DPHSS: Legislature already has the power to end a public health emergency

Department of Public Health and Social Services director Art San Agustin (PNC photo)

The Legislature passed Bill 11-36 by a narrow vote on Monday.

That’s the bill that would require the governor to seek permission from the Legislature to extend a public health emergency.

Guam Public Health director Art San Agustin shared his thoughts on the bill Tuesday morning during an interview with Newstalk K57’s Patti Arroyo.

He said he thinks the bill is unnecessary.

The main reason he gave is that the Legislature already has the power to terminate a public health emergency.

Under Article 4, Chapter 19, Title 10 of the Guam Code Annotated, under the section entitled Termination of Declaration, it says that the Legislature can terminate a public health emergency by majority vote if it determines that the public health emergency is over.

Under the law, a termination by the Legislature would override a renewal by the governor.

San Agustin said that contrary to the title of the bill — which is called the “Restoration of Separation of Powers Act” — a separation of powers already exists.

The governor has called the bill a blatant power play by the Republicans.

San Agustin said he hopes that the Legislature won’t override the governor’s veto because even though Guam’s COVID numbers have been good, the public health emergency is far from over.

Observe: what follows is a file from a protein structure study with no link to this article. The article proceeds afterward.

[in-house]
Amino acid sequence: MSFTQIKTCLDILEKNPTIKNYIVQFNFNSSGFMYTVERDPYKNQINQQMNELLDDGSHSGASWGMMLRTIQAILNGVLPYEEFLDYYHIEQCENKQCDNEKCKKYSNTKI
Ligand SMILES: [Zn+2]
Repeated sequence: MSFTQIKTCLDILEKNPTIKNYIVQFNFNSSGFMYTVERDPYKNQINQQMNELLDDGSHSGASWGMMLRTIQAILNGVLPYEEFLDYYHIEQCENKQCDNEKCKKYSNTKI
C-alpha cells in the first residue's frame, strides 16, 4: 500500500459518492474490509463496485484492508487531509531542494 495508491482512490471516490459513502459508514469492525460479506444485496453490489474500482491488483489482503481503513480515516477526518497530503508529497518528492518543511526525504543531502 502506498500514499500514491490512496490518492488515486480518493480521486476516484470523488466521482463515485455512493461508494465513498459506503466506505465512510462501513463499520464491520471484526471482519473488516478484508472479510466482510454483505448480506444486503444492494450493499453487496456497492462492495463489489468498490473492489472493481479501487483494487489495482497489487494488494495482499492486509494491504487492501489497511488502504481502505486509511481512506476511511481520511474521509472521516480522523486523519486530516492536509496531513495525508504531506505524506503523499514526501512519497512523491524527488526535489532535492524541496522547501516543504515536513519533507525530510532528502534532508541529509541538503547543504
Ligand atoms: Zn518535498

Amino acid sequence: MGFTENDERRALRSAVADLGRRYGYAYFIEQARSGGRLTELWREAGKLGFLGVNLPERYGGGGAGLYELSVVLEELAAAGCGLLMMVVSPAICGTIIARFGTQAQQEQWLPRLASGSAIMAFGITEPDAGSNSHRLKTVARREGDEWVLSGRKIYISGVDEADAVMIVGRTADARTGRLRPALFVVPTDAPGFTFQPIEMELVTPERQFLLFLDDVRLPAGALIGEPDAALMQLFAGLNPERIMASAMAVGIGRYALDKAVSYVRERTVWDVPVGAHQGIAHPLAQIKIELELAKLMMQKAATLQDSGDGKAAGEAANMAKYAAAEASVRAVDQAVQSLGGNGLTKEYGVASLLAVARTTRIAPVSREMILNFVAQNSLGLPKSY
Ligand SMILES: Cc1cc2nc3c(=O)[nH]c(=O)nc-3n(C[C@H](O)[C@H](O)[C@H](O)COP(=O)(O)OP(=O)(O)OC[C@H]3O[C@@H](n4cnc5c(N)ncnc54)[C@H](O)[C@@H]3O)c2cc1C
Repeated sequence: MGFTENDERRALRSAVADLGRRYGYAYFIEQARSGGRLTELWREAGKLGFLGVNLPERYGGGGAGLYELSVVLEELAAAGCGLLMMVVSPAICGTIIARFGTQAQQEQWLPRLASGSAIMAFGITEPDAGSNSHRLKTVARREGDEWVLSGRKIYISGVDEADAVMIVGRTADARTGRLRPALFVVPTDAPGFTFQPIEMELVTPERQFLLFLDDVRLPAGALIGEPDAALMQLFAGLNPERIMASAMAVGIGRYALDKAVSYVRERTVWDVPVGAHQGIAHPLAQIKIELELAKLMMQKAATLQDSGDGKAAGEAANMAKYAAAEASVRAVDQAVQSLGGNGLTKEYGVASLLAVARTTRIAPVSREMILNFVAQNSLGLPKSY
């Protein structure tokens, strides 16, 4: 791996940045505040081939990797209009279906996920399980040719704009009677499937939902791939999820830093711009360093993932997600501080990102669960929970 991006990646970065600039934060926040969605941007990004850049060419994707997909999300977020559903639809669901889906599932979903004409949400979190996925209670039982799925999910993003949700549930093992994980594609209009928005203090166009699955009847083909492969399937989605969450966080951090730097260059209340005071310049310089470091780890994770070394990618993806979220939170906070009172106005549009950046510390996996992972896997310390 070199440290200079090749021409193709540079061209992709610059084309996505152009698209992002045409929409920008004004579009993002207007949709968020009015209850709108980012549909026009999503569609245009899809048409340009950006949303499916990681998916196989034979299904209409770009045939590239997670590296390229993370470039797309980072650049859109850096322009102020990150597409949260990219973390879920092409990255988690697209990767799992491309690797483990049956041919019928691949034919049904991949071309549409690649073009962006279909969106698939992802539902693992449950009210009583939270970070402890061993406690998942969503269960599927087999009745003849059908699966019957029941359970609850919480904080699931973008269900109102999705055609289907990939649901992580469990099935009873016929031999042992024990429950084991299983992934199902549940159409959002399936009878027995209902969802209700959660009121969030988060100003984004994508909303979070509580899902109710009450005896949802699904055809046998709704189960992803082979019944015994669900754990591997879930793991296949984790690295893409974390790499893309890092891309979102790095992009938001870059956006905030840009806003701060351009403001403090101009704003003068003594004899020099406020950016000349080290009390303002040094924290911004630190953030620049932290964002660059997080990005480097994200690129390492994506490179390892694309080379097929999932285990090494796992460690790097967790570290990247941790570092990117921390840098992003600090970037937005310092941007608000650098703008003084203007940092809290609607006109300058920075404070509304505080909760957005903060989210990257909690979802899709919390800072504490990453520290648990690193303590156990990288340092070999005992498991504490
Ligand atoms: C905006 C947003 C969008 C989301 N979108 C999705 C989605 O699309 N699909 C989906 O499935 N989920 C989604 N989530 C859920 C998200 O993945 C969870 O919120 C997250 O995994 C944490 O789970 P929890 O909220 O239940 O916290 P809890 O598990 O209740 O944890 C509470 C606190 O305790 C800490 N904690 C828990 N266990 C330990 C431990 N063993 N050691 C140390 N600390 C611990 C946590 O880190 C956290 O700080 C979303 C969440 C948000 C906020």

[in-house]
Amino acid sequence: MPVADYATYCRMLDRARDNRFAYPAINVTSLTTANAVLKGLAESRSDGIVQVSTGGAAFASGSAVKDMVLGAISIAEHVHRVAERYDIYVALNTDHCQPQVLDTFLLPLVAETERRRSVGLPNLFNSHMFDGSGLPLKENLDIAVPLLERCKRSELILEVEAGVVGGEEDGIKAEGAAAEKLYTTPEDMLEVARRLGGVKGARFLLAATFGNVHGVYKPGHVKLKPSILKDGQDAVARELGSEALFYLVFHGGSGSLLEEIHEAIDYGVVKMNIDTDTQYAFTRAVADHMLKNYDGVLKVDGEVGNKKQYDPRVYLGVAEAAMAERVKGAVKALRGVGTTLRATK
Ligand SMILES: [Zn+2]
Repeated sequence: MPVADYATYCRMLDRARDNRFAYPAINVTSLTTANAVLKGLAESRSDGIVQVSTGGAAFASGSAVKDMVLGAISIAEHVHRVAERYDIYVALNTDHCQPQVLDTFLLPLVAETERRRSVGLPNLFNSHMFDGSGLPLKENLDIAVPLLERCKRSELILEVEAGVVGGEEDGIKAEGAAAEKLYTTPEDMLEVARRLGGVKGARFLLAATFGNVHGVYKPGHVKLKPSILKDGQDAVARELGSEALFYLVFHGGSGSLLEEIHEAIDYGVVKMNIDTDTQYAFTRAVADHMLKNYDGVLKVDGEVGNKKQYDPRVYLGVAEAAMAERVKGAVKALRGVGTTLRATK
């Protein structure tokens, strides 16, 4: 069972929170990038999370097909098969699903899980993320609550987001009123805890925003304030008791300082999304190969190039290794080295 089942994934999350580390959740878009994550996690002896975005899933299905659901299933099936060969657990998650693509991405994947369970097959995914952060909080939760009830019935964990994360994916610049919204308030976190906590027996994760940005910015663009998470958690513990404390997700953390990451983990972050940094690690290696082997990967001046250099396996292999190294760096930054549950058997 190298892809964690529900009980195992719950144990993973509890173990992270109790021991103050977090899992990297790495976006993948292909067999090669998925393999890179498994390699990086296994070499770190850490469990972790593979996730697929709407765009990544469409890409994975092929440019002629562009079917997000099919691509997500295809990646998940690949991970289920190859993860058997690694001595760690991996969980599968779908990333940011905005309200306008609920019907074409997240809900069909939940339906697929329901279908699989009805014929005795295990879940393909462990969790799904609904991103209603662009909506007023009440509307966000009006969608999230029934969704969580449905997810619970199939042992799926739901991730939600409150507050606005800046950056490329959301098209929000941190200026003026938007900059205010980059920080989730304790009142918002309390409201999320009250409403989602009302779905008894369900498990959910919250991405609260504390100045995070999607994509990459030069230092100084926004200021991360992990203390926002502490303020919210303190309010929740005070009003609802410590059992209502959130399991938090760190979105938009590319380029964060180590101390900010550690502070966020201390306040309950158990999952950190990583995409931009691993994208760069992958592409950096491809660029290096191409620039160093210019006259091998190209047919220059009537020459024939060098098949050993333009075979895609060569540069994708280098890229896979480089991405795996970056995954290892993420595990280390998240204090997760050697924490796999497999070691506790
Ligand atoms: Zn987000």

He said the governor is doing a good job and the current system is working.

San Agustin contrasted the bill with the help the federal government has provided local jurisdictions during the pandemic.

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“They were doing everything they can to assist local government and agencies respond, and not be overly concerned about having to submit a report, and they would say ‘The report, you can extend it, we’re going to give you an automatic extension,’ so people could focus on the crisis. And I say that in relation to that, we should be supporting our public health emergency and not putting up a step that would be subject to legislative review,” San Agustin said.

The next step for the bill is for it to be sent to the governor for her signature.

It’s expected that she’ll veto the bill.

Ten senators would be needed to vote to override the governor’s veto.

The bill passed Monday by a vote of 8 to 7.